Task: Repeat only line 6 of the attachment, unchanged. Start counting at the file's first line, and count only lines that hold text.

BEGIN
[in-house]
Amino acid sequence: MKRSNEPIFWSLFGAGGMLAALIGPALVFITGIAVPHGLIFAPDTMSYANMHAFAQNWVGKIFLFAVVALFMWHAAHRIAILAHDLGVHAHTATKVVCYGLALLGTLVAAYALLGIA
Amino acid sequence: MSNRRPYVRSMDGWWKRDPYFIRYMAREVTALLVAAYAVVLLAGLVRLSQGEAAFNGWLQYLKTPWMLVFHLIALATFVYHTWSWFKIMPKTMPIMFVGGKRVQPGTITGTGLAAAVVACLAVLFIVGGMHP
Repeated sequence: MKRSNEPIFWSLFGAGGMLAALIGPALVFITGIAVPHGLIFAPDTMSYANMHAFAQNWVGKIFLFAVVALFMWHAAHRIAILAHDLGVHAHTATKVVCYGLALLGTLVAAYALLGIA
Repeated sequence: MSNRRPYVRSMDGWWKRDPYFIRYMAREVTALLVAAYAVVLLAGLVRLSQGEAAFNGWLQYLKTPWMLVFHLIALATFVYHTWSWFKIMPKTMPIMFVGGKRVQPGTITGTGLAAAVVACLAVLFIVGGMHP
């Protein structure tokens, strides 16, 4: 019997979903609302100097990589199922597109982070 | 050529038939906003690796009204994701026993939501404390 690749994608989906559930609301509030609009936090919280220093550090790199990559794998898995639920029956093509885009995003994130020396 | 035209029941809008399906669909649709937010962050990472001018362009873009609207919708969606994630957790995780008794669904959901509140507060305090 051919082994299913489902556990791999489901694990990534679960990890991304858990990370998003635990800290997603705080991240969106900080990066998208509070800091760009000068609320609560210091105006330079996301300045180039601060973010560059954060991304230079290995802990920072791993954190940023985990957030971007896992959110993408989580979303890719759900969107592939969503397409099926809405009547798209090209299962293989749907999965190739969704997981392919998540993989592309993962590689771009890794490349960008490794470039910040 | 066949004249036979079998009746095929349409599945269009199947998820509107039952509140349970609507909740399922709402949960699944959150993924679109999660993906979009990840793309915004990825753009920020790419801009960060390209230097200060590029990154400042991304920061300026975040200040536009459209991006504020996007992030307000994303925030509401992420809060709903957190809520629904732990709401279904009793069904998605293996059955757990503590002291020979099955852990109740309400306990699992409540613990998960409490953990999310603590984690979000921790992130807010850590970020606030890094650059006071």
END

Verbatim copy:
């Protein structure tokens, strides 16, 4: 019997979903609302100097990589199922597109982070 | 050529038939906003690796009204994701026993939501404390 690749994608989906559930609301509030609009936090919280220093550090790199990559794998898995639920029956093509885009995003994130020396 | 035209029941809008399906669909649709937010962050990472001018362009873009609207919708969606994630957790995780008794669904959901509140507060305090 051919082994299913489902556990791999489901694990990534679960990890991304858990990370998003635990800290997603705080991240969106900080990066998208509070800091760009000068609320609560210091105006330079996301300045180039601060973010560059954060991304230079290995802990920072791993954190940023985990957030971007896992959110993408989580979303890719759900969107592939969503397409099926809405009547798209090209299962293989749907999965190739969704997981392919998540993989592309993962590689771009890794490349960008490794470039910040 | 066949004249036979079998009746095929349409599945269009199947998820509107039952509140349970609507909740399922709402949960699944959150993924679109999660993906979009990840793309915004990825753009920020790419801009960060390209230097200060590029990154400042991304920061300026975040200040536009459209991006504020996007992030307000994303925030509401992420809060709903957190809520629904732990709401279904009793069904998605293996059955757990503590002291020979099955852990109740309400306990699992409540613990998960409490953990999310603590984690979000921790992130807010850590970020606030890094650059006071």